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Record crowd sees Man United top Real Madrid 3-1
AP ^ | August 2, 2014 | Noah Trister

Posted on 08/02/2014 7:59:43 PM PDT by 1rudeboy

ANN ARBOR, Mich. — Manchester United thrilled a record crowd with a brilliant opening goal — and even Cristiano Ronaldo's unexpected entrance proved futile for Real Madrid.

Ashley Young scored twice in the first half, and United beat Madrid 3-1 on Saturday in front of 109,318 fans at Michigan Stadium. It was the largest crowd to see a soccer game in the United States, breaking the mark of 101,799 set at the Rose Bowl for the 1984 Olympic final.

Ronaldo has been recovering from the left leg injury that limited him in the World Cup, but the world player of the year came on surprisingly as a 74th-minute substitute, although he didn't have much impact.

"His condition is improving," manager Carlo Ancelotti said. "I think that he needs another week to train with the teammates, and then I think he will be ready for the first game of the season."

United remained unbeaten this year in the International Champions Cup, advancing to the final of the preseason tournament under new manager Louis van Gaal. Javier Hernandez added a goal in the second half for the English power.

Gareth Bale scored for Real Madrid, but the European champions finished winless in three matches in the event.

Although United will play Liverpool in Monday night's final in Miami, this was probably the tournament's marquee match, with two of the game's most storied clubs playing at one of the largest and most iconic venues in the U.S.

"That was incredible," United's Michael Keane said. "Obviously, it is the biggest crowd I've ever played in front of, and it is for a friendly in the States. I've always heard they don't care for our football, but there were 109,000 people out there. That's pretty crazy anywhere in the world."

(Excerpt) Read more at bnd.com ...


TOPICS: Culture/Society; News/Current Events
KEYWORDS:

1 posted on 08/02/2014 7:59:43 PM PDT by 1rudeboy
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To: cripplecreek

Ann Arbor was rockin’ tonight.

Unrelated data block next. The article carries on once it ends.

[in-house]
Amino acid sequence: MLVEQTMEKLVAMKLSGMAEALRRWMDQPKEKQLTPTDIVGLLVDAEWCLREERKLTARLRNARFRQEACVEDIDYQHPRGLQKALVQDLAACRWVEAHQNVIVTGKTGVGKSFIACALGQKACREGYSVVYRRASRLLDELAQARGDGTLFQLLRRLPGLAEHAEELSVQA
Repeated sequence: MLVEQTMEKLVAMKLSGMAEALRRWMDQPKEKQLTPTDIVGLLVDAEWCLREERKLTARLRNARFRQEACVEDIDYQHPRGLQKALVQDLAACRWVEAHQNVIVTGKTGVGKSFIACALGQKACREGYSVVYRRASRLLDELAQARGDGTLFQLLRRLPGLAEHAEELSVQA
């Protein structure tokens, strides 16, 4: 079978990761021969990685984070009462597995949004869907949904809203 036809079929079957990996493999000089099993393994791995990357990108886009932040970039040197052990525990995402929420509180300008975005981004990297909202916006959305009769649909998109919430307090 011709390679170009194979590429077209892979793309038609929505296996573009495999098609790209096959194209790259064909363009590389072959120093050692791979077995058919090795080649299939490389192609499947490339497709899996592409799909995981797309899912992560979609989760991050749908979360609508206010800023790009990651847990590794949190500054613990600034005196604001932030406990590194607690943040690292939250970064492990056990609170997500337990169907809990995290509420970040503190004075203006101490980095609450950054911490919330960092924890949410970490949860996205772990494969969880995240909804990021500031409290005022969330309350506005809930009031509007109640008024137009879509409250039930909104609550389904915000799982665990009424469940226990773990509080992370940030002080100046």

2 posted on 08/02/2014 8:00:16 PM PDT by 1rudeboy
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To: 1rudeboy

Huge crowd, thanks for posting this, I think the Bernabeau at that holds over 100 K as well.

I watched the other night, Chivas Guadalajara vs. Bayern Munich, actually a reasonably good match.


3 posted on 08/02/2014 8:04:01 PM PDT by BeadCounter
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To: 1rudeboy

Wondered what was going on over there tonight but didn’t put it together.


4 posted on 08/02/2014 8:04:52 PM PDT by cripplecreek (Remember the River Raisin.)
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To: 1rudeboy

MU may have a manager who can cope with the egos and manage at the same time. I hope so!


5 posted on 08/02/2014 8:10:02 PM PDT by JimSEA
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To: 1rudeboy

Recreational, sporting and music are really growing as economic drivers in Southern Michigan these days.

Things like this soccer match, The Tigers are bringing full house crowds to Comerica park, the Faster horses festival at MIS drew better than 60,000 a week or so back. They’re also restarting the state fair at MIS. We even have a new History Channel reality show about the guys at Darkhorse brewery in Marshall (Darkhorse Nation)


6 posted on 08/02/2014 8:14:38 PM PDT by cripplecreek (Remember the River Raisin.)
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To: 1rudeboy

People are tired of steroids and the all-black league sports.


7 posted on 08/02/2014 8:17:47 PM PDT by TigerClaws
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To: TigerClaws
I wouldn't go as far as to say people are tired, because the stadiums are still full. But people are growing weary of the amount it costs to take a family of four (for example) to a game.